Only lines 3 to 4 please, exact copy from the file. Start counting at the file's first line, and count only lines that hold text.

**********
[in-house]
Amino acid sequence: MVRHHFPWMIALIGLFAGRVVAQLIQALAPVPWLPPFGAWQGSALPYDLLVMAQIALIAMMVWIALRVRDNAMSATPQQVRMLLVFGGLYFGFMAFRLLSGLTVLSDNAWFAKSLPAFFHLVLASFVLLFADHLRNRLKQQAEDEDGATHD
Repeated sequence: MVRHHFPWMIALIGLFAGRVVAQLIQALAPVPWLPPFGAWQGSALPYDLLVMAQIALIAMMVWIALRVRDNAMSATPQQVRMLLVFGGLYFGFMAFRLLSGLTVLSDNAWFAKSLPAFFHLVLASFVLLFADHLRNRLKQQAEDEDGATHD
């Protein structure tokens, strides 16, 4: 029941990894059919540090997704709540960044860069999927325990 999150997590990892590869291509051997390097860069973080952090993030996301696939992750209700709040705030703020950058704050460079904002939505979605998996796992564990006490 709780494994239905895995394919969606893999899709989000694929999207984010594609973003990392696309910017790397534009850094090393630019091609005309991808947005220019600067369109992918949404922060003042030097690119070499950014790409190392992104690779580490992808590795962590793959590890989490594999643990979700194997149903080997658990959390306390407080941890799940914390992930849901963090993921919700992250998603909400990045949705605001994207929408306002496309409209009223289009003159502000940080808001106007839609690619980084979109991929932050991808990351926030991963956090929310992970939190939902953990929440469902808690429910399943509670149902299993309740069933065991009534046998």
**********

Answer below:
Repeated sequence: MVRHHFPWMIALIGLFAGRVVAQLIQALAPVPWLPPFGAWQGSALPYDLLVMAQIALIAMMVWIALRVRDNAMSATPQQVRMLLVFGGLYFGFMAFRLLSGLTVLSDNAWFAKSLPAFFHLVLASFVLLFADHLRNRLKQQAEDEDGATHD
């Protein structure tokens, strides 16, 4: 029941990894059919540090997704709540960044860069999927325990 999150997590990892590869291509051997390097860069973080952090993030996301696939992750209700709040705030703020950058704050460079904002939505979605998996796992564990006490 709780494994239905895995394919969606893999899709989000694929999207984010594609973003990392696309910017790397534009850094090393630019091609005309991808947005220019600067369109992918949404922060003042030097690119070499950014790409190392992104690779580490992808590795962590793959590890989490594999643990979700194997149903080997658990959390306390407080941890799940914390992930849901963090993921919700992250998603909400990045949705605001994207929408306002496309409209009223289009003159502000940080808001106007839609690619980084979109991929932050991808990351926030991963956090929310992970939190939902953990929440469902808690429910399943509670149902299993309740069933065991009534046998």